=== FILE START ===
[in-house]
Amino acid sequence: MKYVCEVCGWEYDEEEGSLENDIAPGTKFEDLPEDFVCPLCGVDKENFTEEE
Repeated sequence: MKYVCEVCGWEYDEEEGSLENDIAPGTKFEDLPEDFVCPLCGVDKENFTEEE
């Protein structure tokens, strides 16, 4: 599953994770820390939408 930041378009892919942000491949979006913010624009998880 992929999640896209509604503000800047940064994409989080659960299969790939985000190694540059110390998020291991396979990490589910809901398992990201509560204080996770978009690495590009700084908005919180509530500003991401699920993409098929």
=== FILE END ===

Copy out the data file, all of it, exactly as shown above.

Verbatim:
[in-house]
Amino acid sequence: MKYVCEVCGWEYDEEEGSLENDIAPGTKFEDLPEDFVCPLCGVDKENFTEEE
Repeated sequence: MKYVCEVCGWEYDEEEGSLENDIAPGTKFEDLPEDFVCPLCGVDKENFTEEE
């Protein structure tokens, strides 16, 4: 599953994770820390939408 930041378009892919942000491949979006913010624009998880 992929999640896209509604503000800047940064994409989080659960299969790939985000190694540059110390998020291991396979990490589910809901398992990201509560204080996770978009690495590009700084908005919180509530500003991401699920993409098929």